If you’re a fan of Future of the Left, then by now you’ve probably had a chance to see front man Andrew Falkous’ scathing rejoinder to Pitchfork’s review of his latest album. Among the many criticisms that drew the musician’s ire was an implication that Falkous, whose wit and rancor have become legendary in the indie rock community, spent too much of The Plot Against Common Sense taking pot shots at easy targets. Normally an incident like this wouldn’t be worth commenting on, except that, in this case, I think Pitchfork’s accusations point to a more pervasive attitude towards Falkous and his body of work, one that presents an overly simplified view of the artist in question.
The fact is, we in the music press have spent the last decade-and-change driving home the point that Andrew Falkous was one caustic motherfucker. And not without reason; anyone who’s seen him perform live can attest to the effortlessness with which he verbally eviscerates hecklers, and his former act mclusky achieved a good deal of their notoriety by poking fun at the music industry with songs like “Collagen Rock” and “Fuck This Band.” So no matter what new ground Falkous covered, no matter how he grew or matured as an artist, it was kind of hard to shake his image as the indie rock Don Rickles. But while it’s a convincing portrait when viewed from a distance, it’s incredibly limiting upon closer examination, especially when you consider that many of Falkous’ most memorable lyrics gain their humor and poignancy from the incongruous vulnerability they display. Beneath that frothing exterior pulses a note of unmistakable anxiety. Just look at his strangled lament that “In the midst of all the touching and the kissing/ We forgot the penetration” on “Day of the Deadringers” or his wearied plea “What kind of orgy leaves/ A sense of deeper love?” from “You Need Satan More than He Needs You.”
The latter track is actually a perfect example of the point that I’m trying to make. The song works not by sticking it to devil worshipers, but by humanizing them, by imparting upon them the same sort of mundane fears and concerns that plague the rest of us. Failing to acknowledge this peculiar anxiousness, however, leads to a jaundiced and one-dimensional view of Falkous as a songwriter. It casts aside all the odd ticks, complexities, and idiosyncrasies of his lyrics, and reduces the tracklist of every new Future of the Left album to little more than a hit-list. And don’t get me wrong, Plot comes packed with a gland full of venom and spits it gleefully in the face of Hollywood and the occupy movement, but most of its best moments aren’t scathing tirades or merciless lampoons. They’re songs like “Polymers Are Forever,” a holdover from last year’s EP of the same name that offers an almost Isaac Brock-like meditation on the transience of existence and ends up finding a perverse comfort in the permanence of plastic waste. “Failed Olympic Bid” contrasts a litany of plans for hosting the Olympics in England with the straight-faced warning in the chorus that “A failed Olympic bid/ Leaves some kids so upset/ They can’t forget.” Perhaps the most neurotic entry of them all, “I Am the Least of Your Problems,” wrings its hands over celebrity identity and Onanistic gratification. It’s impossible to boil the appeal of these songs down to pure cynicism; they operate on a variety of emotional levels.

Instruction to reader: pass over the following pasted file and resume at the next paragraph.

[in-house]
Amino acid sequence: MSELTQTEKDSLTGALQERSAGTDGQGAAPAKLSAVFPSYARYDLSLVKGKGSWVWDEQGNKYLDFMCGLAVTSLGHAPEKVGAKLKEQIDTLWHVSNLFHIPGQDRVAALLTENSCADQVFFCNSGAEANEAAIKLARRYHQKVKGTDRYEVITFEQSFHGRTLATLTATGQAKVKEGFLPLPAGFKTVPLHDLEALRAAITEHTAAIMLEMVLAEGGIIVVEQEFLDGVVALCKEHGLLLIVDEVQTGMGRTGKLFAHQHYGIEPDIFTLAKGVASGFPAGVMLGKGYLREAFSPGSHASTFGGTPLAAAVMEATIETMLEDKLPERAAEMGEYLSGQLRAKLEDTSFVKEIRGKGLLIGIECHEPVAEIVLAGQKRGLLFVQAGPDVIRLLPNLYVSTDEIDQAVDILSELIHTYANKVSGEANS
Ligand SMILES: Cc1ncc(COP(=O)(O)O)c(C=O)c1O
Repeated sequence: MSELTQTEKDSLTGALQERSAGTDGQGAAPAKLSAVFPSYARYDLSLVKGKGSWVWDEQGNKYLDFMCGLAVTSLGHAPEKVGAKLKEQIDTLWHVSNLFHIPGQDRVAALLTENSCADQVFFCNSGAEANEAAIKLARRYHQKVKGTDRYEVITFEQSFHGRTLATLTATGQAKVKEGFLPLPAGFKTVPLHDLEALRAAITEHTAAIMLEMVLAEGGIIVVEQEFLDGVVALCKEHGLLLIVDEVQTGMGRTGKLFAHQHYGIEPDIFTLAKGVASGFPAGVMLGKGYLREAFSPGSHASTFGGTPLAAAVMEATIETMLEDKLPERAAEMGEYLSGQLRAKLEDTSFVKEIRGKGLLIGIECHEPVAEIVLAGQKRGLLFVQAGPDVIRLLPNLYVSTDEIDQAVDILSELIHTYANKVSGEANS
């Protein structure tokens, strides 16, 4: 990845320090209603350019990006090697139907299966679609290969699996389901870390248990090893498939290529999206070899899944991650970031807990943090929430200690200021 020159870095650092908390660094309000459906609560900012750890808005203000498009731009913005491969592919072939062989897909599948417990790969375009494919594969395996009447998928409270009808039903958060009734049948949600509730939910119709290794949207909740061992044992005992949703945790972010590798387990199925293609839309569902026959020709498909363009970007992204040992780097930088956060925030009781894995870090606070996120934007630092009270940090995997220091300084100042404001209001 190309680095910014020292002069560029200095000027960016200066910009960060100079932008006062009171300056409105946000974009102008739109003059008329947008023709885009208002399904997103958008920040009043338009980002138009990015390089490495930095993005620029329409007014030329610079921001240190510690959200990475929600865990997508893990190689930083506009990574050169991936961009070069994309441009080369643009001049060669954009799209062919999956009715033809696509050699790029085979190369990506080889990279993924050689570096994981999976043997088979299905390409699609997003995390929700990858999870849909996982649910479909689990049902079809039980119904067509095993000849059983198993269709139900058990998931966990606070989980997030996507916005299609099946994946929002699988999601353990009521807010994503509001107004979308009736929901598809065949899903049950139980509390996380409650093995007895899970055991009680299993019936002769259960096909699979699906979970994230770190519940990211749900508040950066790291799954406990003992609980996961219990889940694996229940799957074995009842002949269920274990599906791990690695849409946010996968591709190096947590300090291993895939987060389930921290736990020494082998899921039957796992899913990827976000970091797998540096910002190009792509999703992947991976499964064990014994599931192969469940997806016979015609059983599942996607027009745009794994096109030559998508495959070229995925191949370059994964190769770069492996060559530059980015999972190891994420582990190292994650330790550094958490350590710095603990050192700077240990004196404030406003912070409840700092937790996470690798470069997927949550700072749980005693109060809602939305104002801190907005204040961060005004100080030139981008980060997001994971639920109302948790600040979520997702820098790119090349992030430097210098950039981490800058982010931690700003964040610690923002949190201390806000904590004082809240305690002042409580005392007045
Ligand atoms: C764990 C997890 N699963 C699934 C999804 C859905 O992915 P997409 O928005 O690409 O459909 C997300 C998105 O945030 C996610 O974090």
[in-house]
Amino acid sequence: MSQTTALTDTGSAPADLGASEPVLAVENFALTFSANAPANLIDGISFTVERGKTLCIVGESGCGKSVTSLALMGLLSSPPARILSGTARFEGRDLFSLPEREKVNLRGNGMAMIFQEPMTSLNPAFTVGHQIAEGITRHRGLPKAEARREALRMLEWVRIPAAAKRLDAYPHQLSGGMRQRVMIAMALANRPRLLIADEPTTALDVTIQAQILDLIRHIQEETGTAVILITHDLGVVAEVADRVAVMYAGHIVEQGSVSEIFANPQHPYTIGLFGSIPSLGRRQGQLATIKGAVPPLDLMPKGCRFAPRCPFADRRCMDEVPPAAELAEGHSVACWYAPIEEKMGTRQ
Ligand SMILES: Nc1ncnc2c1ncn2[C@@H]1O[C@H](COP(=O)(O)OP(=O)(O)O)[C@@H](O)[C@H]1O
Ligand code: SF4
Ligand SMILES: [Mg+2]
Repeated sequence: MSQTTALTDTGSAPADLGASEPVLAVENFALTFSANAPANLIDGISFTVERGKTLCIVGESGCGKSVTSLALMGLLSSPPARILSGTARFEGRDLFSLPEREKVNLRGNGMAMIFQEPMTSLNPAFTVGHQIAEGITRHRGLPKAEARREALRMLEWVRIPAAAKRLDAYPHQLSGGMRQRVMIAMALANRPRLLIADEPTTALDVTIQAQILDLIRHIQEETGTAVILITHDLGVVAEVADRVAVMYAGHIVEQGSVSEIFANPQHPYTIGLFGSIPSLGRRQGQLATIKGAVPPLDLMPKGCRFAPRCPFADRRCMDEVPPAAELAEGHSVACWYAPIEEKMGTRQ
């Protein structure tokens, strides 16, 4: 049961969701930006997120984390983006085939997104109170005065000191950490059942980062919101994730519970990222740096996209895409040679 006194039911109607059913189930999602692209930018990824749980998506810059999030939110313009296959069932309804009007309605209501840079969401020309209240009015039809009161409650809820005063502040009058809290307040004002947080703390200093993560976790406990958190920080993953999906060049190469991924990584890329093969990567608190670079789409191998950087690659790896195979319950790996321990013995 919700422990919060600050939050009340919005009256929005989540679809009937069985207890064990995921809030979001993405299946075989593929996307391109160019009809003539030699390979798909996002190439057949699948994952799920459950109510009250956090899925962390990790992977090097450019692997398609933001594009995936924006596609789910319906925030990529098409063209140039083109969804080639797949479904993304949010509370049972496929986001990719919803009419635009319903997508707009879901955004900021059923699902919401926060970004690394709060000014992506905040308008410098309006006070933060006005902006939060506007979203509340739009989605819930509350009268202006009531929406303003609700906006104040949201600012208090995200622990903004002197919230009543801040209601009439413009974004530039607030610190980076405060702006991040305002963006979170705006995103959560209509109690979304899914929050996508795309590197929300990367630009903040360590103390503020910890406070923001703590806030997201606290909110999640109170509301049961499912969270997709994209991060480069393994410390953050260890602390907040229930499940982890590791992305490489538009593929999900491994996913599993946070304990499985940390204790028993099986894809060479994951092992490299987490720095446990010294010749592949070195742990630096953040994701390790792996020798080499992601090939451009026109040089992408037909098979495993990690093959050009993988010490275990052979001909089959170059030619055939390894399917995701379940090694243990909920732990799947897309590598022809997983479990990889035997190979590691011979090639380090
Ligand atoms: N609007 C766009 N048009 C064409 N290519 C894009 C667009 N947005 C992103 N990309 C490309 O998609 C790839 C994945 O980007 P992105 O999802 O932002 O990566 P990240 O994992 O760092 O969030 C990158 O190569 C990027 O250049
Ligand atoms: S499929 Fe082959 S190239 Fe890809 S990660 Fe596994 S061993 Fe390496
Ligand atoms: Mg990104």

Musically, Plot contains a familiar mix of straight-ahead scorchers and bouncier mid-tempo tunes, but it also finds the group exploring new textures and structures. “City of Exploded Children” floats along at an uncharacteristically leisurely pace that strikes a jarring contrast to its sinister bass line, finally collapsing into a multi-tracked vocal harmony reminiscent of mclusky’s “She Will Bring You Nothing but Happiness.” Other songs undergo unexpected metamorphoses, like the spastic “Robocop 4 - Fuck off Robocop” that lurches forward in a series of staccato riffs and dissolves at random into ambient feedback, or the aforementioned “Polymers…,” which begins at an industrial stomp and gradually unfurls into something more grand and soothing. A few of the songs flirt rather successfully with more mainstream alt-rock sounds, like “Beneath the Waves an Ocean” and “Goals in Slow Motion,” which make use of crisp, ringing guitar tones to give the songs a cleaner feel.
These divergences in sound could have been helped along by the group’s recent personnel changes: the departure of bassist Kelson Mathias and the conversion of the group into a four-piece with Jimmy Watkins and Julie Ruzicka. Ruzicka’s bass work is even more reminiscent of David Wm. Simms than Mathias’, and it provides many of the songs a snarling, bottom-heavy feel. They also manage to both make more creative use of that Roland Juno-60 to give “Failed Olympic Bid” an abrasive electronic sheen and add tinnier embellishments to songs like “A Guide to Men” and “Cosmos Ladder.”
My only complaint about the album, and the only aspect of the record that sends up warning flags for me, is that it’s a little heavy-handed in the pop-culture department. Falkous hasn’t been shy in the past about seasoning his songs with allusions to Transformers, Star Wars, or The Shawshank Redemption, but Plot takes this to a whole new level. Over the course of 15 tracks, he references The Ramones, Harry Potter, Pirates of the Caribbean, Slipknot, Russell Brand, and Pele, among a host of others. Only in this mode does Falkous come close to resembling the caricature that the indie media has drawn of him, and the chuckles that he elicits feel ultimately less satisfying than the more cryptic pleasures offered by the surrounding tracks. Otherwise, The Plot Against Common Sense finds FotL in fine form. It’s Falkous’ most eclectic crop of songs to date and stands out as a great guitar-rock album in a year that’s seen its fair share of them already.